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Transportation Infrastructure Will Highlight 2023 Session

This information comes from the office of 28th District State Sen. Joey Hensley MD R-Hohenwald, who represents Giles and five other area counties The 2023 Legislative Session is set to begin on January 10, 2023. Lawmakers will address many different topics and issues in this first session of the 113th General Assembly.

Gov. Lee recently held budget hearings where government agencies provided updates on their budgets and identified future needs. Transportation funding and infrastructure needs emerged as a significant need facing the state. As Tennessee continues to grow, our transportation infrastructure needs and improvements also grow.

Lee has announced he plans to focus on developing a strategy to invest in Tennessee’s transportation network in rural and urban areas, which will provide more opportunities and a higher quality of life.

The Tennessee Department of Transportation highlighted a clear need to meet demands of a growing list of transportation projects. In the 2023 legislative session, the General Assembly will discuss these issues and consider various solutions. TDOT has identified a $34 billion need for infrastructure projects statewide.

Currently, the state spends $1.2 billion annually to maintain current infrastructure, with about $500 million allocated for new construction projects.

On the Senate Finance Ways and Means Committee, we will look at needs of TDOT and weigh options of how a long-term, strategic plan can ensure Tennessee is able to meet growing infrastructure needs while also maintaining conservative fiscal management of the state’s budget. In budget hearings, TDOT Commissioner Butch Eley highlighted three main areas of challenge facing Tennessee’s transportation system: congestion, delivery, and workforce. Traffic in Tennessee’s urban areas is getting denser. A congestion study of Tennessee’s four main urban areas identified $26 billion in needed projects that directly relate to congestion. Without major improvements, it is estimated that intracity commute times will increase by 60% and intercity travel times between major Tennessee cities will increase by up to one hour. Eley noted that congestion is a statewide issue, not just an urban one. He noted that two-lane interstates which run through rural areas are heavily traveled and need to be upgraded to three lanes. Delivery times for projects to be completed is also lagging, according to Eley.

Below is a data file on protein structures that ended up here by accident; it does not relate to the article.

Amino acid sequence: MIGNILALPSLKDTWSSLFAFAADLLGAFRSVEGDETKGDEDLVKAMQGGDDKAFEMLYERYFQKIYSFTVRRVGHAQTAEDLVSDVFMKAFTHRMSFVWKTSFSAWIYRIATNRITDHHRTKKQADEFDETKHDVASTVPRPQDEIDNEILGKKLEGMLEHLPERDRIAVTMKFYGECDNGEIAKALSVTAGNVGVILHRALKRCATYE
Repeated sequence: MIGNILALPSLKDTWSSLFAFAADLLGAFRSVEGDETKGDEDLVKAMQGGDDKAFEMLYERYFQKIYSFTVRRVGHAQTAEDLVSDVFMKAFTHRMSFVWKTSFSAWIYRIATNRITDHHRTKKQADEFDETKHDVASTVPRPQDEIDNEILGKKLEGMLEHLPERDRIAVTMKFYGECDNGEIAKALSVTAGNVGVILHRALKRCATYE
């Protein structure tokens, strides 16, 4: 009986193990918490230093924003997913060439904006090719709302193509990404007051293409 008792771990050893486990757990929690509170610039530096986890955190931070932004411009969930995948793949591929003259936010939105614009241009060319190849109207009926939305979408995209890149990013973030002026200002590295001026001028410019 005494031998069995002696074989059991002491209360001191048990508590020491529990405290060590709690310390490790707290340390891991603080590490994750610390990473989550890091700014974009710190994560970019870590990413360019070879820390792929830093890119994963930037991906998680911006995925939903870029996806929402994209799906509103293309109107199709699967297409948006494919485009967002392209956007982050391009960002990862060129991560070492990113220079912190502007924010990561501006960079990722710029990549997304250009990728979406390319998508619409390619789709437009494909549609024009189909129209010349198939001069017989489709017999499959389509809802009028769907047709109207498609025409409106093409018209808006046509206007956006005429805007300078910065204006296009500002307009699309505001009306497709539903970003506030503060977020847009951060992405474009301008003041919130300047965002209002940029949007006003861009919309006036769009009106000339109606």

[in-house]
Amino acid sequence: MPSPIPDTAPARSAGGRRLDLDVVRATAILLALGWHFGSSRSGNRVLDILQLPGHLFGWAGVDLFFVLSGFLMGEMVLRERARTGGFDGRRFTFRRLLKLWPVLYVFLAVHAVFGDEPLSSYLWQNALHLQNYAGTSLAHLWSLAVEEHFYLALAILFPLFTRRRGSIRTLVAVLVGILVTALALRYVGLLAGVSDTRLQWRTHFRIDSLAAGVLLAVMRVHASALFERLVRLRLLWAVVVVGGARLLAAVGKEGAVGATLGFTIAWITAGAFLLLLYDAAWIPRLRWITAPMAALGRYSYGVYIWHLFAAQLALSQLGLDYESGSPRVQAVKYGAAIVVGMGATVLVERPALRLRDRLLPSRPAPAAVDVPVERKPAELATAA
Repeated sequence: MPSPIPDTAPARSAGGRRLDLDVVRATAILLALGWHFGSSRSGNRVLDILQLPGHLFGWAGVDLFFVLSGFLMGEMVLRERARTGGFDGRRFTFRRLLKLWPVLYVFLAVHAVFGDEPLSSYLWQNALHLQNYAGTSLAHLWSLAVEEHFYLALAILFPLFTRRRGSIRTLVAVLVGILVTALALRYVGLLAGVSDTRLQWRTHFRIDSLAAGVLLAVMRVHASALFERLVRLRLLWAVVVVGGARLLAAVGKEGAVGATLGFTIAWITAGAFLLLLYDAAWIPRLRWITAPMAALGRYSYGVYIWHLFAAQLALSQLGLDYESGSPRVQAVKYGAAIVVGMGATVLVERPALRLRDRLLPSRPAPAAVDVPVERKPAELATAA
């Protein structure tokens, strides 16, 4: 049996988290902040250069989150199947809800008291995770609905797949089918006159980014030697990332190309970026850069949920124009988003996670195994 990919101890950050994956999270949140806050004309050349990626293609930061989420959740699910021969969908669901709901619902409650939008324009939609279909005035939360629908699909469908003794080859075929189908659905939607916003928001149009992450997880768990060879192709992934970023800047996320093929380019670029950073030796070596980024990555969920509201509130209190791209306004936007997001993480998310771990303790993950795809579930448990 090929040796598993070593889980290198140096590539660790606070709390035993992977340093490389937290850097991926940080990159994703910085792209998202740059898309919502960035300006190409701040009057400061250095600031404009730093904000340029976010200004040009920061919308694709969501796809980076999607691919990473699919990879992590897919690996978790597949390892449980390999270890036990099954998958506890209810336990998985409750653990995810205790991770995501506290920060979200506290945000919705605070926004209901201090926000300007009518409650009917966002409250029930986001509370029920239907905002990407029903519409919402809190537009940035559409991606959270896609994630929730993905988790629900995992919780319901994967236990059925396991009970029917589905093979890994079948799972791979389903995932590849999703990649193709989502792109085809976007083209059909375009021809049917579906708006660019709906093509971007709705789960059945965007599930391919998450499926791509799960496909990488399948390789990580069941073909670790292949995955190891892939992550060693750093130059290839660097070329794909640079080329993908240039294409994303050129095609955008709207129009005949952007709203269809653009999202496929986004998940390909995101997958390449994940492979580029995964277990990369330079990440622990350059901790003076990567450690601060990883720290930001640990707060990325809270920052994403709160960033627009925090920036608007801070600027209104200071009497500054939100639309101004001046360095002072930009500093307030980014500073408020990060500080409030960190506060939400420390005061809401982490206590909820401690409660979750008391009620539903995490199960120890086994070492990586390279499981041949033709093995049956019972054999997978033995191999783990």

The average completion time for a TDOT project is 15 years, but Eley says the state needs to cut that to 5 years. A faster completion rate will not only save taxpayers money, especially since the prices of materials are rising due to inflation, but it will also allow the state to complete more projects. One way to improve delivery times is to invest in a good workforce. TDOT currently has a 20% vacancy rate for jobs. Commissioner Eley said that increasing the pay for these dangerous jobs will help close gaps in the workforce. Electric Vehicles Ownership of electric vehicles in the state of Tennessee is growing, but it remains an insignificant percentage of the total registered vehicles in the state – only 0.2% or 16,300 electric vehicles.

However, the state-led Drive Electric Tennessee coalition projects that electric vehicles registered in Tennessee will quickly grow to 200,000 by 2028, which would be 3% of the total registered vehicles.

With 3% of registered vehicles paying no gas tax to use Tennessee’s roads, the state could lose $40 million in revenue. This projected loss in revenue will warrant discussion among lawmakers in the upcoming session.

States across the country are experiencing this same issue, and there are a range of different options lawmakers might consider to remedy the revenue loss

Sen. Hensley may be contacted at 425 Rep. John Lewis Way N., Suite 742, Nashville, TN 37243, by phone at 615-741-3100, toll free at 1-800-449-8366 ext. 13100 or by fax at 615-253-0231.

His home address is 855 Summertown Highway, Hohenwald, TN 38462; by telephone at 931-796-2018, by cell phone at 931-212-8823, or by e-mail: sen.joey.hensley@capitol.tn.gov


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